Egypt's women have already made inroads into several one-time domains of men. But a suggestion to allow women to recite Islam's holy book the Quran in public has triggered sharp differences among Muslim clerics in this country recently swept by a wave of Islamism.

Egypt's High Administrative Court overturned on Wednesday a ban on female students wearing the niqab, or full face veil, in university examinations, saying it violated women's constitutional rights. The case, and that of a religious edict banning the niqab in girls' school dormitories, has bounced back and forth among various courts since Minister of Higher Education Hany Helal imposed the ban in October.

قالت مصادر قضائية ان محكمة عليا مصرية سمحت يوم الاربعاء للمنتقبات بحضور الامتحانات في الجامعات بشرط كشف وجوههن مع بدء الامتحان للسماح للمراقبين بالتحقق من شخصياتهن.
وقال مصدر ان دائرة فحص الطعون بالمحكمة الادارية العليا التي تصدر الاحكام فيها من سبعة قضاة أوقفت تنفيذ حكم محكمة القضاء الاداري وهي المحكمة الاقل درجة الذي صدر في الثالث من يناير كانون الثاني قاضيا بأن من حق السلطات الجامعية منع المنتقبات من أداء الامتحانات.
وأضاف أن المحكمة الادارية العليا قالت في أسباب الحكم ان "حق الفتاة في ستر جسدها بالملبس الذي تراه مناسبا وفقا لمعتقداتها أو البيئة الاجتماعية التي نشأت فيها هو من الحقوق اللصيقة بالمرأة ولا يجوز المساس بها أو الاعتداء عليها.

حث مركز القاهرة لدراسات لحقوق الإنسان، الحكومة المصرية على أن تتناول في تقريرها للأمم المتحدة عن الحقوق الاقتصادية والاجتماعية والثقافية، مشاكل الاعتداء المتكرر على ممتلكات الأقباط، في إطار جرائم العنف الطائفي –التي كان آخرها في نجع حمادي- وحق النوبيين في العودة إلى موطنهم الأصلي، وفي بناء منازلهم وفق ميراثهم الثقافي، وحق بدو سيناء في تملك أراضيهم وعدم اضطهادهم أمنيا. جاء ذلك خلال اجتماع دعت إليه إدارة حقوق الإنسان بوزارة الخارجية بعض منظمات حقوق الإنسان، لمناقشة إطار تقرير الحكومة المصرية إلى الأمم المتحدة، بخصوص مدى التزامها باحترام الحقوق الاقتصادية والاجتماعية والثقافية، وشارك فيه بهي الدين حسن مدير مركز القاهرة.
كما طالب بهي أيضا بإدراج ما يتعلق بتقييد حق العمال في الإضراب في تقرير الحكومة، وحقهم في حد أدنى للأجور، والتمييز ضد النساء العاملات، والتأمين الاجتماعي والصحي، والقوانين المقيدة للحق في إنشاء نقابات مهنية وعمالية، وعدم تنفيذ الحكومة لأحكام القضاء ذات الصلة.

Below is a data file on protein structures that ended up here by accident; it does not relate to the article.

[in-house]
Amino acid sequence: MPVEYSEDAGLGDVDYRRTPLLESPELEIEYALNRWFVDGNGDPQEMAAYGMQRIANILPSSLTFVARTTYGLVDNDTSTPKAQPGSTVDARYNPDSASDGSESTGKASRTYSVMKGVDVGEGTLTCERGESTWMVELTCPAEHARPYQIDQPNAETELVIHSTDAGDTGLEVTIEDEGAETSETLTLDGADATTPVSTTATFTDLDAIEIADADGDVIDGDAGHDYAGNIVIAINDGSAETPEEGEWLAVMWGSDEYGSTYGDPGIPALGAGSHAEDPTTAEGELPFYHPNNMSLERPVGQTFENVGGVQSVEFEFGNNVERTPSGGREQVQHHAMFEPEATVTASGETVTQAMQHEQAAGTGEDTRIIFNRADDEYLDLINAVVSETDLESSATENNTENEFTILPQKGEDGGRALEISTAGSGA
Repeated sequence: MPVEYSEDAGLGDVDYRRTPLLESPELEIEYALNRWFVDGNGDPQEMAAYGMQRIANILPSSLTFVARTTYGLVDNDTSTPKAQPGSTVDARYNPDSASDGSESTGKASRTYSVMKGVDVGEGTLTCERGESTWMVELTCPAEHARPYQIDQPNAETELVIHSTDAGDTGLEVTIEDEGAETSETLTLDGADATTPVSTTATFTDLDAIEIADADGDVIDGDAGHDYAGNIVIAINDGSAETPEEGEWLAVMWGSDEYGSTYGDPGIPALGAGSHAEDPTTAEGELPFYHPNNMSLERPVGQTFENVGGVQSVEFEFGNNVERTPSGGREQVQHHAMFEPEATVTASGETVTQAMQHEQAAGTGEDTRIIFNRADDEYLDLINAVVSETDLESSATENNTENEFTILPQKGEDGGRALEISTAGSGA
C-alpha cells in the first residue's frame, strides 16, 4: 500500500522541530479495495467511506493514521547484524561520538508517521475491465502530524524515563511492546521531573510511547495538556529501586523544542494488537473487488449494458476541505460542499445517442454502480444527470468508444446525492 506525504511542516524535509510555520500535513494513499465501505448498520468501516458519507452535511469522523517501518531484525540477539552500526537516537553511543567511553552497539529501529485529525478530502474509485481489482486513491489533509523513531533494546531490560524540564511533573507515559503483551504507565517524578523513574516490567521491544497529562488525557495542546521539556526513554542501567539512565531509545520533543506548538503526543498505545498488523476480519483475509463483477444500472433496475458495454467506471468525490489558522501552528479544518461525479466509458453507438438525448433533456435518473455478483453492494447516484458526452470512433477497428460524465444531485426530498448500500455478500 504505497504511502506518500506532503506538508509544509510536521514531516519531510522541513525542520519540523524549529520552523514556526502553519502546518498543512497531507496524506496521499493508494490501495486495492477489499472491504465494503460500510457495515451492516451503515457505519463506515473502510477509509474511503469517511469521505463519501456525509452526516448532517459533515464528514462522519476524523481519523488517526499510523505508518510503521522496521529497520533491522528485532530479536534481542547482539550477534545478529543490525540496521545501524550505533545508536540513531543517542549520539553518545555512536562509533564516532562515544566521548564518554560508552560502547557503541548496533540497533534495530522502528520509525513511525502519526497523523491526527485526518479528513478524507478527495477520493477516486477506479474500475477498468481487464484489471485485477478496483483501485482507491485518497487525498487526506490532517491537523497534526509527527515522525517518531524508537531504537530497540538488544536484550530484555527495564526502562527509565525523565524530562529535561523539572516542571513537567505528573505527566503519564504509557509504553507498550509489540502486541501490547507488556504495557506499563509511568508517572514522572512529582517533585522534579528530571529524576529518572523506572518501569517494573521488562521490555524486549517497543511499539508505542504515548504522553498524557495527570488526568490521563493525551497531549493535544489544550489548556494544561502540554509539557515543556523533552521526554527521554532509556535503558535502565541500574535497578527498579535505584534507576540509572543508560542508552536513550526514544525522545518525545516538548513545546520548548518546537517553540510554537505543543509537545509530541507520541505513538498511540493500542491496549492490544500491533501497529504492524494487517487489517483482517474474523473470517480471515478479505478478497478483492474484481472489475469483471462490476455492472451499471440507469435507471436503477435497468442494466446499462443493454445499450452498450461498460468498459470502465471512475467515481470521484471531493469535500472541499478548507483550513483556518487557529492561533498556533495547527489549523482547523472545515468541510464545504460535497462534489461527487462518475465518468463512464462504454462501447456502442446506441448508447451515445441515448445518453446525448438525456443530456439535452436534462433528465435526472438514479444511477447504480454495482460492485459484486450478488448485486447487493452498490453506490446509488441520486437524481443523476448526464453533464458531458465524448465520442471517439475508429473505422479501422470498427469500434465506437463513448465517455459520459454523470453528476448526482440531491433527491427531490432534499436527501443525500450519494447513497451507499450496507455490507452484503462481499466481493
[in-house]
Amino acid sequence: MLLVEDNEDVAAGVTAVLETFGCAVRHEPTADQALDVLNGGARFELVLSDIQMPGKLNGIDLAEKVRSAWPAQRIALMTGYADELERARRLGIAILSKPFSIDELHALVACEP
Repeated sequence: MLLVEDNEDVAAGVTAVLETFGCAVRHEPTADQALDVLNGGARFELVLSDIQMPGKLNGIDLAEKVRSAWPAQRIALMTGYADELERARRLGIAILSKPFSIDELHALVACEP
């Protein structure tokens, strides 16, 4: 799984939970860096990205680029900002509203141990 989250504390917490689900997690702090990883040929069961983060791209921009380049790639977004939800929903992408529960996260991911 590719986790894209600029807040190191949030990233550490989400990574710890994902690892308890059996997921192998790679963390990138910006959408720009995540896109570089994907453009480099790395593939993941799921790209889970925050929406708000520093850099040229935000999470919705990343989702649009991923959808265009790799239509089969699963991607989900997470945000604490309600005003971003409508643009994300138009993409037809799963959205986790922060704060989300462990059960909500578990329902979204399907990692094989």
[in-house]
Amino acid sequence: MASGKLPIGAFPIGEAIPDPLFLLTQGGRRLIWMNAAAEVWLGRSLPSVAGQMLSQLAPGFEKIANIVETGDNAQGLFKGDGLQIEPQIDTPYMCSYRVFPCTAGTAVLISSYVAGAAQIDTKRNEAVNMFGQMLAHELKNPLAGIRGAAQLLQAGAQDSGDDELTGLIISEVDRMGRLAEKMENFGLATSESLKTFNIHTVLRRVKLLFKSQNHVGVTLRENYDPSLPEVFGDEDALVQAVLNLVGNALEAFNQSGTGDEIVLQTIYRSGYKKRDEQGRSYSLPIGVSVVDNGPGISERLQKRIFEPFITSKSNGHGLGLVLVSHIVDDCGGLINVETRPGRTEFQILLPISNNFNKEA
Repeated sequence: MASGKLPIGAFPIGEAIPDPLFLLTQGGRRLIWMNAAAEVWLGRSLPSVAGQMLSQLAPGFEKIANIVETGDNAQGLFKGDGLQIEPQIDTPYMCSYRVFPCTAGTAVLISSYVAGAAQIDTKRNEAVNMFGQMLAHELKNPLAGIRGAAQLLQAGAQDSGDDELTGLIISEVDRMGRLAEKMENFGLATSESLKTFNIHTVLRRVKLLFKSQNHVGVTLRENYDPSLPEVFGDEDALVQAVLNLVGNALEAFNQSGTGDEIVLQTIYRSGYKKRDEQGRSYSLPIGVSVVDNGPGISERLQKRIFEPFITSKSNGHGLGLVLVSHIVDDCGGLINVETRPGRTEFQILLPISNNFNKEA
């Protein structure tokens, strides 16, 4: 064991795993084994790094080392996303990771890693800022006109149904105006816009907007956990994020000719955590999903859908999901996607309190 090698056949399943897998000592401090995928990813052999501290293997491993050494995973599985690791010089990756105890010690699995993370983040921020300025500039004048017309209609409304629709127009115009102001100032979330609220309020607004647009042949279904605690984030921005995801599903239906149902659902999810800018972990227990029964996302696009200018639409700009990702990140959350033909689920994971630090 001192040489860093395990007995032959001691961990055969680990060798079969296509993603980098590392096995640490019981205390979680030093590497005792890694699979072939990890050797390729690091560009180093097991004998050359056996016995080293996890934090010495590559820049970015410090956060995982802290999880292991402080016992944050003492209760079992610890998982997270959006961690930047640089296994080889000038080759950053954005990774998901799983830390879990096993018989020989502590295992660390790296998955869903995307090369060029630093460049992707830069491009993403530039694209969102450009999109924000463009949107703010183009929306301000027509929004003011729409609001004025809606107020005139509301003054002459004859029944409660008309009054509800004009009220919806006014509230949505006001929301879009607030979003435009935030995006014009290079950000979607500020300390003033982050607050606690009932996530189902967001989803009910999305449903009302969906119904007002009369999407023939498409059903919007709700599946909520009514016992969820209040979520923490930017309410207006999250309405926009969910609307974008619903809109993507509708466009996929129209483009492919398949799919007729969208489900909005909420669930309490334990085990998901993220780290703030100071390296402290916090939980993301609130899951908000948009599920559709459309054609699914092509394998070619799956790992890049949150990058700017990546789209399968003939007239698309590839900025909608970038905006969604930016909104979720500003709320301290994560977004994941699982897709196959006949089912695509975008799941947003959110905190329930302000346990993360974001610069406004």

More than two-thirds of African countries have laws criminalizing homosexual acts, and despite accounting for a significant percentage of new infections in many countries, men who have sex with men tend to be left out of the HIV response. "[They] are going underground; they are hiding themselves and continuing to fuel the epidemic," UNAIDS executive director Michél Sidibé told IRIN/PlusNews recently. "We need to make sure these vulnerable groups have the same rights everyone enjoys: access to information, care and prevention for them and their families."  IRIN/PlusNews has compiled a short list of human rights violations against gay Africans:

I was sitting in a majlis with a group of women when our chat on world affairs was interrupted by an urgent knock on the door; a knock that opened more than just a passage into the rest of the house. “We ran out of coffee!” I heard a male voice in distress telling the hostess as she opened the door just a tiny crack to see who it was. It was her husband, who was hosting a similar majlis in another corner of the house, with the husbands of the women here. The hostess went out to help him, leaving the door wide open to a room full of annoyed women. Several of them ran to the door to close it, because “there are men in the house”.

La mort de six fidèles accroît les inquiétudes d'une minorité: Une fusillade à l'arme automatique visant des coptes devant l'église du village de Nagaa Hammadi, en Haute-Egypte, mercredi 6 janvier, a fait sept morts, dont six parmi les fidèles venus assister à la messe de Noël copte qui suit le rite orthodoxe, et un policier, ainsi qu'une dizaine de blessés. Des affrontements violents, parfois sanglants, opposent de manière récurrente des musulmans à cette minorité chrétienne, en proie à un sentiment croissant d'isolement et de menace.

Service for Christians killed in sectarian clashes draws 5,000 protesters: Thousands clashed with police during a funeral procession yesterday for the seven people killed in an attack on churchgoers leaving a midnight Mass for Coptic Christians. The protesters pelted cars with stones. Earlier, they smashed ambulances at the hospital in frustration over delays in turning over the bodies for burial. A security official said police fired tear gas to disperse the crowd. The riots follow an attack the previous night, in which three gunmen in a car sprayed automatic gunfire into a crowd leaving a church in the town of Nag Hammadi, about 40 miles from the ancient ruins of Luxor. The lead attacker was identified as a Muslim.

The Egyptian Initiative for Personal Rights (EIPR) today regretted the ruling on 3 January by an administrative court to uphold a new decision banning students who wear the niqab, or full face veil, from sitting for exams in public universities. The EIPR said the ban's declared objective of preventing cheating during exams could be achieved through less drastic measures. Female students wearing the niqab told the court they were prepared to uncover their faces and be subjected to body searches at the beginning of each exam.

Hedy Epstein, 85-year-old Holocaust survivor, has stolen our hearts. At four feet-ten, she is a giant. Her gentle smile lights up every room that she enters, and yet if you saw her on the street, you might not immediately sense her power.  Unless you paid close attention, you would just see a sweet little old lady. When she came to Cairo, Hedy decided to undertake a fast in support of the people of Gaza, a particularly apt form of protest given the inadequacy of both the supply and type of food the people there have access to. Malnutrition is endemic in Gaza, and children's growth is stunted; people frequently go hungry.

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